The Simpsons: Bartman Meets Radioactive Man
|Bartman Meets Radioactive Man|
Cover art of the NES version of Bartman Meets Radioactive Man
Teeny Weeny Games (Game Gear)
|Composer(s)||Mark Van Hecke|
|Genre(s)||2D action platformer|
The Simpsons: Bartman Meets Radioactive Man is a platform game published by Acclaim in 1992 for the Nintendo Entertainment System (NES) and Sega Game Gear. Developed by Imagineering, the side-scrolling game features Bart Simpson on a comic book quest to rescue his kidnapped idol, superhero Radioactive Man. Bartman Meets Radioactive Man received mixed to negative reviews from critics, with criticism being directed at the gameplay control.
Plot and gameplay
At the beginning of Bartman Meets Radioactive Man, Bart Simpson is at home reading a Radioactive Man comic book only to be shocked as Radioactive Man's sidekick, Fallout Boy, jumps out of it. Fallout Boy tells Bart that he must venture into the comic book universe in order to save Radioactive Man, who is being held captive at the black hole-orbiting prison Limbo Zone. Once inside the comic book world, Bart transforms into his superhero alter ego Bartman and has to defeat three super villains that have stolen Radioactive Man's powers: Swamp Hag, Dr. Crab, and Lava Man. After collecting these powers, Bartman must find Radioactive Man and team up with him to defeat Brain-O the Magnificent, the mastermind behind the evil plot.
Bartman Meets Radioactive Man is a side-scrolling platform game. Throughout the four levels, Bartman is faced with enemies he has to defeat. He only has five life points, but if he loses one or more of them they can be restored. This is done by collecting radioactive signs. The player is able to collect lightning icons that give Bartman the ability to shoot lightning bolts at enemies. His other weapons are kicking and punching. In addition, Bartman must avoid the deadly traps that are scattered at various places in the levels.
The game was developed by Imagineering and published by Acclaim. It was released in 1992 for the Nintendo Entertainment System (NES) and the hand-held Sega Game Gear. At the time when the game was released, the "Bartman" alter ego was popular in merchandise relating to The Simpsons, although the character rarely appeared in the television series. Radioactive Man had not been featured much either at that point. In regards to this, an 1UP.com editor commented that "when it comes to mining the show for content, Bartman Meets Radioactive Man is really reaching."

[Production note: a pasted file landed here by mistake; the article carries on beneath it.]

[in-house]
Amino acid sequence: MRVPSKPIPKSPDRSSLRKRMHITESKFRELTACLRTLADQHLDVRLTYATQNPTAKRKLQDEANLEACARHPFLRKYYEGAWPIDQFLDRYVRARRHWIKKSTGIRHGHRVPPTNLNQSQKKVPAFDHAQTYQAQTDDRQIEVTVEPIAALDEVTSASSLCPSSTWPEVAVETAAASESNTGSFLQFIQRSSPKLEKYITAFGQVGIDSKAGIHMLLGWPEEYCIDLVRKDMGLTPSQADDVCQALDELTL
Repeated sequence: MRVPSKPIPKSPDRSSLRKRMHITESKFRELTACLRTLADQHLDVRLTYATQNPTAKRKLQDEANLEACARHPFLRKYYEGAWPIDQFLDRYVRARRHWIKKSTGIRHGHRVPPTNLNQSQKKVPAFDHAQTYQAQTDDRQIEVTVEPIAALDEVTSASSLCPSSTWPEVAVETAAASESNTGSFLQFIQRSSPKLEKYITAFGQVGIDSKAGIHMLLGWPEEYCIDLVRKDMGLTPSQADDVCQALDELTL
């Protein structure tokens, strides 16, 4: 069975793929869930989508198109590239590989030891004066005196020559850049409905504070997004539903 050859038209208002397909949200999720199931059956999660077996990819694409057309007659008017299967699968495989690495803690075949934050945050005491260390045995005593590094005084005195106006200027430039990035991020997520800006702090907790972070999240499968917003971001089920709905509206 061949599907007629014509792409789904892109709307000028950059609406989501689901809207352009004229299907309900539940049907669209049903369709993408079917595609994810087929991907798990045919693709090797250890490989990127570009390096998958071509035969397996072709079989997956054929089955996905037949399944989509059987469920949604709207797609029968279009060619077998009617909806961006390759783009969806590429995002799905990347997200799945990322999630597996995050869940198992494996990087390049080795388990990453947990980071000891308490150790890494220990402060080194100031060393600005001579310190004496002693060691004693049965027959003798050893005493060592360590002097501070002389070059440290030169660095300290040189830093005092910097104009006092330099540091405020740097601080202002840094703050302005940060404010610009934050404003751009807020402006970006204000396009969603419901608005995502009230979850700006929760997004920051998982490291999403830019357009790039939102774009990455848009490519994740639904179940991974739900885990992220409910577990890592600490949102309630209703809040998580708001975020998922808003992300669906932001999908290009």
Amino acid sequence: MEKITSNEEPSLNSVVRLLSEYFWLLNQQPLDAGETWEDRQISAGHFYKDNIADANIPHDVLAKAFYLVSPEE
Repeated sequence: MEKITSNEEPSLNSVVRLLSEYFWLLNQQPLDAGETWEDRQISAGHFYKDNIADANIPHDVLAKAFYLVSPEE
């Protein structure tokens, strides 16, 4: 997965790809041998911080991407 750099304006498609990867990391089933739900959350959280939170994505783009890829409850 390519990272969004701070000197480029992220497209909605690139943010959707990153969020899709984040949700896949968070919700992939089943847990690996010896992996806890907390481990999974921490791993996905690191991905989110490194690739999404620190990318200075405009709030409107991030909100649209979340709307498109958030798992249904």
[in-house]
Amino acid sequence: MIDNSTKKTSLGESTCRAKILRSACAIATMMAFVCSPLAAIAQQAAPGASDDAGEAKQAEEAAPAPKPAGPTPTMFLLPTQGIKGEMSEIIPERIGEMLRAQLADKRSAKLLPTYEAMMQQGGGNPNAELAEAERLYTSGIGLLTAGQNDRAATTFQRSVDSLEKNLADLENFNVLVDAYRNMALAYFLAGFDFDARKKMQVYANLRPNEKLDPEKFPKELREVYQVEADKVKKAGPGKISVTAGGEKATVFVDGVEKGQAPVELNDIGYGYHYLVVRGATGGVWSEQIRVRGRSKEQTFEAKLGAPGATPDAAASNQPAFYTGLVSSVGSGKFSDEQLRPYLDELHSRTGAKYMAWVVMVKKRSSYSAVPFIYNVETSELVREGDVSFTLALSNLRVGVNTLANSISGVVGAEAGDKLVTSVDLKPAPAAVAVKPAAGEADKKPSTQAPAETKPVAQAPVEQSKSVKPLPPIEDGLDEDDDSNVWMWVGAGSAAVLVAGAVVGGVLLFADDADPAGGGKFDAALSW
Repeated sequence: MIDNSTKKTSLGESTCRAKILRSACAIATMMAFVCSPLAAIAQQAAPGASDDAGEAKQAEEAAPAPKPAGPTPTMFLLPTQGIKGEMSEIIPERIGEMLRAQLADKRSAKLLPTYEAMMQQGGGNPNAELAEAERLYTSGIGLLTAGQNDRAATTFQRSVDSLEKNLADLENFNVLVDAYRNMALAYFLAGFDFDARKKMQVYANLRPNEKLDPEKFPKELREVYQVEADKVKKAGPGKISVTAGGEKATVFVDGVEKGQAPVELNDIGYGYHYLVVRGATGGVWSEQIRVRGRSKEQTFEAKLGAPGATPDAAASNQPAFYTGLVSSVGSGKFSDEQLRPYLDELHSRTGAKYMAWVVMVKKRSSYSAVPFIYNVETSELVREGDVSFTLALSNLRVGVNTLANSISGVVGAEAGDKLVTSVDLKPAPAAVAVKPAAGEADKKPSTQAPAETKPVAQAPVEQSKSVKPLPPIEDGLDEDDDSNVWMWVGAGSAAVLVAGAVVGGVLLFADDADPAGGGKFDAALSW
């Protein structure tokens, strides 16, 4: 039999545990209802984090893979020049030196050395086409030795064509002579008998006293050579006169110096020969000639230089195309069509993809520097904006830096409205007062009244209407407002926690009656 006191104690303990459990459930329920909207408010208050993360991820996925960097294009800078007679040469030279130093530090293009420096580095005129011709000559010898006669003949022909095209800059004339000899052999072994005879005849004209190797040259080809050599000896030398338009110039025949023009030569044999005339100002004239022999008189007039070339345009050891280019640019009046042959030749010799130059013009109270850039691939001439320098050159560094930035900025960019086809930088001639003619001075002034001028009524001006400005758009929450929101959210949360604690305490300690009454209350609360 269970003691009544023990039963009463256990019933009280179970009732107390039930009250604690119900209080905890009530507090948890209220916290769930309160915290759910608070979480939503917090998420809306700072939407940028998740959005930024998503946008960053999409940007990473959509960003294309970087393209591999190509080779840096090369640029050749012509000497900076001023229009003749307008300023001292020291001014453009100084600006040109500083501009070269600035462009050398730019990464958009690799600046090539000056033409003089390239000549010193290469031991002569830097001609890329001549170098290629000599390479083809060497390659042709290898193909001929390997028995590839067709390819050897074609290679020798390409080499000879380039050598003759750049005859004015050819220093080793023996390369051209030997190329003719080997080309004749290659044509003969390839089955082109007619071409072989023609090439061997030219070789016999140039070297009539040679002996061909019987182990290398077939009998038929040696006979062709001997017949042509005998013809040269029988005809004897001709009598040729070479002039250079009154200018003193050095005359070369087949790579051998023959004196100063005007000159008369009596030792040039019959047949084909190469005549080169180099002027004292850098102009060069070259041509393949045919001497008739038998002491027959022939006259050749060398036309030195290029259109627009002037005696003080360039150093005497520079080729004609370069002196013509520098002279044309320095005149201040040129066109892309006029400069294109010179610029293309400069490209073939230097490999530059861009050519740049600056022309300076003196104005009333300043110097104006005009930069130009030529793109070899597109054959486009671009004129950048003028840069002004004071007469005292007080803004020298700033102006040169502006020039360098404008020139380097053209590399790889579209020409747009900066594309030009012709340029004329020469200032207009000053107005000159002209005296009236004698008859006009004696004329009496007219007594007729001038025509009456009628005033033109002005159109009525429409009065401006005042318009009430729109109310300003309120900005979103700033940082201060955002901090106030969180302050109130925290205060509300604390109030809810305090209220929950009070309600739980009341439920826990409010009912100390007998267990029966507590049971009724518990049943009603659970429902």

Bartman Meets Radioactive Man has received mixed to negative reviews from critics. In February 1994, the GamePro magazine gave it a 2.5/5 rating, commenting that "Though it's not a toxic waste of time, Bartman meets Radioactive Man is an average game with handicaps that affect its playability and your enjoyment. Only you can determine if it's a meltdown or not." Similarly, UGO Networks wrote that "As Bartman, Bart's got some superpowers and battles comic book villains in this amazingly average side-scroller. Like a lot of the Simpsons games, there's nothing to really make it shine or distinguish itself from any other game on the racks." Game Players gave the game a 44/100 rating with the rationale that "it's full of frustrating jumps, and there are no passwords [for saving]." The website MobyGames commented that "most of the level sequences require precise timing and pixel-perfect jumping precision." In addition, the authors of the book Video Game Bible: 1985-2002 wrote that "simply put, the poor control of this game ruins what should have been a very entertaining title. Side scrolling levels featuring some nice colors and detail are showcased in this otherwise disappointing title."
In 2009, 1UP.com editor Bob Mackey reviewed the game in 1UP's official Retro Gaming Blog. He wrote that Bart "still has the same awful, inconsistent jumping from his first NES game. [...] Really, this game could have been somewhat interesting if the developers used the Radioactive Man character to parody existing comics and comic eras—as they did in the show and the Radioactive Man comic book—but that's asking way too much of a licensed 8-bit game."
Writing for Tribune Media Services in 1993, columnists Chip and Jonathan Carter gave Bartman Meets Radioactive Man a more positive review. They wrote that "we haven't seen a bad Simpsons game yet, and Bartman 's actions and graphics are as good as the others. This one-player cart's not quite as much fun as the first two NES Simpsons games — probably because it's harder — but it still stands mask and cape above most other 8-bit games." The game received a 70/100 rating from the Dutch magazine Power Unlimited in 1994.
- "The Simpsons: Bartman Meets Radioactive Man". IGN. Retrieved 2010-08-04.
- "Bartman Meets Radioactive Man". UGO Networks. Retrieved 2010-08-04.
- Kapalka, Jeff (1994-04-17). "Bart Simpson Becomes Moving Target In New Games For Portable Systems". Syracuse Herald-American. p. 25.
- "The Simpsons: Bartman Meets Radioactive Man". MobyGames. Retrieved 2010-08-04.
- "The Press Says". MobyGames. Retrieved 2010-08-04.
- "The Simpsons: Bartman Meets Radioactive Man Tech Info". GameSpot. Retrieved 2010-08-04.
- Carter, Chip; Carter, Jonathan (1993-02-11). "Superheros arrive on the tube". The Gadsden Times. Retrieved 2010-08-04.
- Mackey, Bob (2009-05-31). "Retro Revival Retrospective: The Simpsons Part 6". Retro Gaming Blog. 1UP.com. Retrieved 2010-08-03.
- Video Game Bible: 1985-2002. Trafford Publishing. 2002. p. 122. ISBN 9781553697312. Retrieved 2010-08-04.